Time spent on smartphones might not impact young people’s well-being, this research suggests. In fall 2020, undergraduate students uploaded weekly screenshots from their iPhone “Screen Time” display and completed surveys measuring stress, mood, and COVID-19 experiences. Results indicated no week-to-week change in average smartphone hours of use or device pickups throughout the semester. Higher stress levels were not associated with heavier smartphone use overall or by type of app. Heavier smartphone use in one week did not predict end-of-week mood, but students who tended to spend more time on their phones in general reported slightly worse moods overall.
Emotion dysregulation following the experience of positive emotion appears to predict a propensity for behavioral risk-taking, including urges to abuse harmful substances. Women who were both in abusive relationships and users of harmful substances listened to positive, negative, and neutral emotion-induction scripts. Weiss and colleagues collected subjective (state self-report) and objective (e.g., high-frequency heart rate variability [hfHRV]) markers of emotion dysregulation and assessed subjective (urge for substances) and objective (Balloon Analogue Risk Task) measures of risky behavior. Results indicated that (a) greater self-reported emotion dysregulation and lower hfHRV predicted more urges for substances in the positive (vs. negative and neutral) emotion-induction condition, and (b) lower hfHRV predicted more objective risk-taking propensity in the positive (vs. neutral) emotion-induction condition.
Clinician Perception of the Clinical Utility of the Hierarchical Taxonomy of Psychopathology (HiTOP) System
Caroline E. Balling, Susan C. South, Donald R. Lynam, and Douglas B. Samuel
Clinicians attribute more clinical utility to the Hierarchical Taxonomy of Psychopathology (HiTOP), a diagnostic system that has been offered as an alternative to the Diagnostic and Statistical Manual of Mental Disorders (DSM), than to the DSM, this research indicates. Practicing clinicians rated clinical vignettes using both diagnostic systems and then rated the two systems on indices of clinical utility. They favored HiTOP for overall clinical utility, ease of application, and utility for formulating effective interventions, communicating clinical information to the client, comprehensively describing psychopathology, and describing global functioning. But they had no preference for HiTOP or the DSM for communicating with other mental health providers.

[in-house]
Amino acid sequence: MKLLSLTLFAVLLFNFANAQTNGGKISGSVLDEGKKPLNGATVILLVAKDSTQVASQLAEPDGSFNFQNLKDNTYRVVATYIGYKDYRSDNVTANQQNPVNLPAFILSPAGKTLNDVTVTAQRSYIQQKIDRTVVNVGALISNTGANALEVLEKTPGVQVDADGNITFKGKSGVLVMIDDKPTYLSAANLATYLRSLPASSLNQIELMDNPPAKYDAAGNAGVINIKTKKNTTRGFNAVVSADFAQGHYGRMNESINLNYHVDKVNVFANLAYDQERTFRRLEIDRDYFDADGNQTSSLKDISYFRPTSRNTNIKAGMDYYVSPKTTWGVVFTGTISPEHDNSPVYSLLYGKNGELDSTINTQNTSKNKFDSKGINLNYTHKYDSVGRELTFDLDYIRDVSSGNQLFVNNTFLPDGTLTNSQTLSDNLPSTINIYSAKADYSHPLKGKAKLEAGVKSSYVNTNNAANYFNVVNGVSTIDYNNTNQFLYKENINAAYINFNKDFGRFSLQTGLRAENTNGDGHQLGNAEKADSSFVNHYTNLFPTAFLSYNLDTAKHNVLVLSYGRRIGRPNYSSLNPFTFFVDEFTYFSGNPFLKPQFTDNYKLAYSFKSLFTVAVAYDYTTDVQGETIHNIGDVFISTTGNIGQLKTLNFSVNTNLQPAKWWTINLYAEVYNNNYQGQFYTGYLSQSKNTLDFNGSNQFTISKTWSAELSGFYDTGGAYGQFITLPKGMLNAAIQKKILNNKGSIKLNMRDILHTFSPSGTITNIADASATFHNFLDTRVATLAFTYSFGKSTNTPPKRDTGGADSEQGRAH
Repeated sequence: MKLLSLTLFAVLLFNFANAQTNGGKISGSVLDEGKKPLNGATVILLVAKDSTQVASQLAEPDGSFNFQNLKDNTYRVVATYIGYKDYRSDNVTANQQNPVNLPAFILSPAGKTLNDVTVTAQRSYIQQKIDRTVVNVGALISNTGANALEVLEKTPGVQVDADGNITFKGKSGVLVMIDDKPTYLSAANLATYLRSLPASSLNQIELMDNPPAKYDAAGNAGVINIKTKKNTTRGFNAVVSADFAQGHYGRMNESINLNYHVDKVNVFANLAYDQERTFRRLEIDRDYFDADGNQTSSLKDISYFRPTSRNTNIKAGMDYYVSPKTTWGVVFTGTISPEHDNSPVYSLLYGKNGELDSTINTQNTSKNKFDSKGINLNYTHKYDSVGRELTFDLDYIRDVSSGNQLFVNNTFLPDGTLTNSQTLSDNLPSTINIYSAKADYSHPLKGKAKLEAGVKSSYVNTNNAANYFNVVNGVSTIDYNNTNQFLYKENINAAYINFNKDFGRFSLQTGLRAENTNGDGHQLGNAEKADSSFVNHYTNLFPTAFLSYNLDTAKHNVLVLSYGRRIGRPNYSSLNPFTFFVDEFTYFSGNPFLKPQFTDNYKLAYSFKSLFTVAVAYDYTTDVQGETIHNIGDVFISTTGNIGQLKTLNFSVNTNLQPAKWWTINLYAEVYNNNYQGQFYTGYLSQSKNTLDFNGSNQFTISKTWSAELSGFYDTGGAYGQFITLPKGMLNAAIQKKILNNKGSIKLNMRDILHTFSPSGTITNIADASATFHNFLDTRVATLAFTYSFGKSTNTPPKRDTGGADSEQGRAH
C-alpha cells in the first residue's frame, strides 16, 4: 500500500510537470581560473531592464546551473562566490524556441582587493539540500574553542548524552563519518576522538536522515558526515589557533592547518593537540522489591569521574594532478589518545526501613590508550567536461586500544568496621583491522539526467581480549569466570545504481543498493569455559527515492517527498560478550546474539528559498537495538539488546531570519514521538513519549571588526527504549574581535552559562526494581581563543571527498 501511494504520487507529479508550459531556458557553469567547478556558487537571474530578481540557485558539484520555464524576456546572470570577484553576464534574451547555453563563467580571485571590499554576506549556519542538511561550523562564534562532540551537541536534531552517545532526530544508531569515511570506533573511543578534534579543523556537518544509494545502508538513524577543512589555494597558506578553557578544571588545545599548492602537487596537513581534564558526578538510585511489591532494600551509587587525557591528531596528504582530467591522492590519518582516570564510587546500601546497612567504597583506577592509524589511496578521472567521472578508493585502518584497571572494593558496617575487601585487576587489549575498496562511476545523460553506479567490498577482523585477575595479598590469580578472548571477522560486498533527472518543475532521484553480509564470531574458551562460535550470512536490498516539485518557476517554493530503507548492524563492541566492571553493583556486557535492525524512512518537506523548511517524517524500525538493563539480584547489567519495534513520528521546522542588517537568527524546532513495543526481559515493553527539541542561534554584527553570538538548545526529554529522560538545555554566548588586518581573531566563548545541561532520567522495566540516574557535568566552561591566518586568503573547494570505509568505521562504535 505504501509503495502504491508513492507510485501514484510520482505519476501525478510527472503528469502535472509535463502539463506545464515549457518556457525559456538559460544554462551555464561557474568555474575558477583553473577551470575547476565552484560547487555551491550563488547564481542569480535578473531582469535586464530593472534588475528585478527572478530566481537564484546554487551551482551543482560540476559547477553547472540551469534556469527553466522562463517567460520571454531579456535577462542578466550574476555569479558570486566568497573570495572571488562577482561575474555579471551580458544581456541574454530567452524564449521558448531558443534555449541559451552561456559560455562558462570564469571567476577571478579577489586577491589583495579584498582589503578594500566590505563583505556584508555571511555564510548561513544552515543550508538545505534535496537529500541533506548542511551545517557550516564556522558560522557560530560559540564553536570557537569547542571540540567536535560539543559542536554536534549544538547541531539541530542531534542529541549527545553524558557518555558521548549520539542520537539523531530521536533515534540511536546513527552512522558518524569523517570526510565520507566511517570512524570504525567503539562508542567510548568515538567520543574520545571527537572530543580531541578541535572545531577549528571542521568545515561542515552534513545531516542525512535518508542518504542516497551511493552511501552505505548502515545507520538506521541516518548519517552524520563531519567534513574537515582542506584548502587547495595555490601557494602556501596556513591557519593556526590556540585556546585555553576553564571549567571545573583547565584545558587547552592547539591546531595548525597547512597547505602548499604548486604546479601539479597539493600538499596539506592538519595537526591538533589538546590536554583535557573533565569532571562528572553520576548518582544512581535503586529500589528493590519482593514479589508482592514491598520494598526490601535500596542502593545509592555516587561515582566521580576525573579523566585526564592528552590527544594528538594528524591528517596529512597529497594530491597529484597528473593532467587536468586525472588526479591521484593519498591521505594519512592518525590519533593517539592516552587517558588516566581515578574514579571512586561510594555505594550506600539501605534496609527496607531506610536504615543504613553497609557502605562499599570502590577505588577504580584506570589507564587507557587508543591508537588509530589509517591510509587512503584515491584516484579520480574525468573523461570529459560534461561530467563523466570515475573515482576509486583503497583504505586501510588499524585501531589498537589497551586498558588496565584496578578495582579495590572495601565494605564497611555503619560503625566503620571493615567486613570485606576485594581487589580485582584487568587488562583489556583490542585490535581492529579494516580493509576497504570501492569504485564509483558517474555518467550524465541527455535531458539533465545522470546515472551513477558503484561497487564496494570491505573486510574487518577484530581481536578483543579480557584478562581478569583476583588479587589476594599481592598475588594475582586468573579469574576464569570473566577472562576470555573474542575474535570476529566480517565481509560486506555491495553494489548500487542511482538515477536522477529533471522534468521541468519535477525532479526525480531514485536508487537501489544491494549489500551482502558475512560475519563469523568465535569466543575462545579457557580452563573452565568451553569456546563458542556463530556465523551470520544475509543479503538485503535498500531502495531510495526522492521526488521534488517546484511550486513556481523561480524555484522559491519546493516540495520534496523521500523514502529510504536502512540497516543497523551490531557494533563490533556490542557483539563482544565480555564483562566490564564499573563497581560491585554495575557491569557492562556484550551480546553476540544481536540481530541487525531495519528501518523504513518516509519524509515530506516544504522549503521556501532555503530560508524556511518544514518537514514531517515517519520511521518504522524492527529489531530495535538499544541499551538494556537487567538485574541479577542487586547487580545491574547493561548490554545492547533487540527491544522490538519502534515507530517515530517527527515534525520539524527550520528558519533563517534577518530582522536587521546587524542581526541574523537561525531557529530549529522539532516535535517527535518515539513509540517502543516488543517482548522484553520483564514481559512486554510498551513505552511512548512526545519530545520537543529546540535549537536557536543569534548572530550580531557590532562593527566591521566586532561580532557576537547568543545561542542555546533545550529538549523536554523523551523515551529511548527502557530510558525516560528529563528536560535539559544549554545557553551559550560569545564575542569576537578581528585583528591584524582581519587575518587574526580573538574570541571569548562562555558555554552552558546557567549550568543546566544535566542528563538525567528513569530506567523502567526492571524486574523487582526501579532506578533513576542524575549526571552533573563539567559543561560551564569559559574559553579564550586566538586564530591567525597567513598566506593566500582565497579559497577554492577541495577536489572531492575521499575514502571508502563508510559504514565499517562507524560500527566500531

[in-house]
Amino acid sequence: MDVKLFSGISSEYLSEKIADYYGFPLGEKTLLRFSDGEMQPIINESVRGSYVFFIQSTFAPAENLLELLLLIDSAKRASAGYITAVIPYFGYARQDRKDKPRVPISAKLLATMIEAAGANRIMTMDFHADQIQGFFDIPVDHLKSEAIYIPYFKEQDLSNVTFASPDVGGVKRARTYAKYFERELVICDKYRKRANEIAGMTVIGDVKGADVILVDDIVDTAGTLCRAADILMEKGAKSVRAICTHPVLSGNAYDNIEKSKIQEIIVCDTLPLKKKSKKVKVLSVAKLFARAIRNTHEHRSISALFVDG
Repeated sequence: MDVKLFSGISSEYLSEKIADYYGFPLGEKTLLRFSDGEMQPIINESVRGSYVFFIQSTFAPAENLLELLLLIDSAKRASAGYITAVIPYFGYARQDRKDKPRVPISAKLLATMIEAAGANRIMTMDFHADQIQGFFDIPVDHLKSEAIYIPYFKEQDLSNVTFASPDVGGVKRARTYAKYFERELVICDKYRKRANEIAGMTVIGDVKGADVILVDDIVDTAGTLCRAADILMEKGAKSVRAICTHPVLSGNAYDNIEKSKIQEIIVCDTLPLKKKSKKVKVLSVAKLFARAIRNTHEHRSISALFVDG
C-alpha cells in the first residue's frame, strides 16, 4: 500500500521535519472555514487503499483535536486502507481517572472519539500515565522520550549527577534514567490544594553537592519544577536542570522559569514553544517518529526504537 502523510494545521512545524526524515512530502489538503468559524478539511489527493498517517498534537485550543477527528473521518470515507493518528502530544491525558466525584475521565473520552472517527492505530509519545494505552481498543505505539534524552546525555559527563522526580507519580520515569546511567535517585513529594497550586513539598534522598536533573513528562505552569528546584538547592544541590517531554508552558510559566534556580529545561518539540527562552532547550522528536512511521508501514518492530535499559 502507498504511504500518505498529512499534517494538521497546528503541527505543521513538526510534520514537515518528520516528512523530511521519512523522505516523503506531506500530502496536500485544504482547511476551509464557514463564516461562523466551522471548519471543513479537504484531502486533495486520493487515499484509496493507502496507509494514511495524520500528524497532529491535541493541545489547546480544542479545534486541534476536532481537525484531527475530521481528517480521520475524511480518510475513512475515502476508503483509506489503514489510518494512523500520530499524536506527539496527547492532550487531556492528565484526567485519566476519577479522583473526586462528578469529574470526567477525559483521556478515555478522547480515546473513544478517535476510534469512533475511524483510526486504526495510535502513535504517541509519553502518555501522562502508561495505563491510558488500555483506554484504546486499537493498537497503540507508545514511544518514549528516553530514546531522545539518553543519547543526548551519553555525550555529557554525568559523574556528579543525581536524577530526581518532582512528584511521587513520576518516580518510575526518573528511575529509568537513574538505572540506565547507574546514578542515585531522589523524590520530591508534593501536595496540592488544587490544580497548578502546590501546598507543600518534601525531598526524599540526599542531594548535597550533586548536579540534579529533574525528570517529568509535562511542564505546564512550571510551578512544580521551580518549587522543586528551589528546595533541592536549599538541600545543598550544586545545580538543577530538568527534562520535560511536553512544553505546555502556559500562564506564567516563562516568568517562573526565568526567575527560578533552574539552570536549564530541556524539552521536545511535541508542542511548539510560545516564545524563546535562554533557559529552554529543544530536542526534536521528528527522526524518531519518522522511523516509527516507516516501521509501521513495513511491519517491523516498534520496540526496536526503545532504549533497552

Sociopolitical Values as the Deep Culture in Culturally Competent Psychotherapy
Richard E. Redding and Cory Cobb
Although the consideration of client and therapist values is considered a core component of culturally competent psychotherapy, sociopolitical attitudes and values (SPAVs) specifically have been almost entirely neglected in the literature, Redding and Cobb suggest. They argue that research in behavior genetics, neuroscience, and personality and social psychology suggests that SPAVs often play a substantial role in people’s self-concept, behaviors, relationships, and life choices. Thus, cultural competence requires that therapists consider the ways in which both the client’s and therapist’s SPAVs, and the interaction between them, can affect therapeutic processes and outcomes.
As part of a community-based participatory research project involving 5 years of relationship building and three preliminary studies, Skewes and colleagues developed an intervention to help tribal members of a rural American Indian reservation recover from substance use disorders. The Indigenous recovery planning (IRP) intervention consisted of six weekly sessions designed to provide inroads to existing community resources, affirm and enhance Native identity, address culturally relevant risk factors, and build on strengths. Results from a pilot study suggest that IRP is feasible to implement and acceptable to the community. Although there was insufficient statistical power to conduct hypothesis testing, IRP had positive results for recovery within the community from substance use disorders.
Lack of Sample Diversity in Research on Adolescent Depression and Social Media Use: A Scoping Review and Meta-Analysis
Sakshi Ghai, Luisa Fassi, Faisal Awadh, and Amy Orben
Ghai and colleagues reviewed 34 articles on adolescent depression and social media use published between 2018 and 2020 and found a lack of sample diversity, perhaps because more than 70% of studies examined Global North populations. Also, the results appeared to vary between populations: For example, social media was associated with depression in the Global North but not in the Global South. There was also little evidence of diversity within regions in sampling choices and participants’ demographics. Given that sample diversity is crucial for the generalizability of research findings, action is needed to address these oversights, Ghai and colleagues conclude.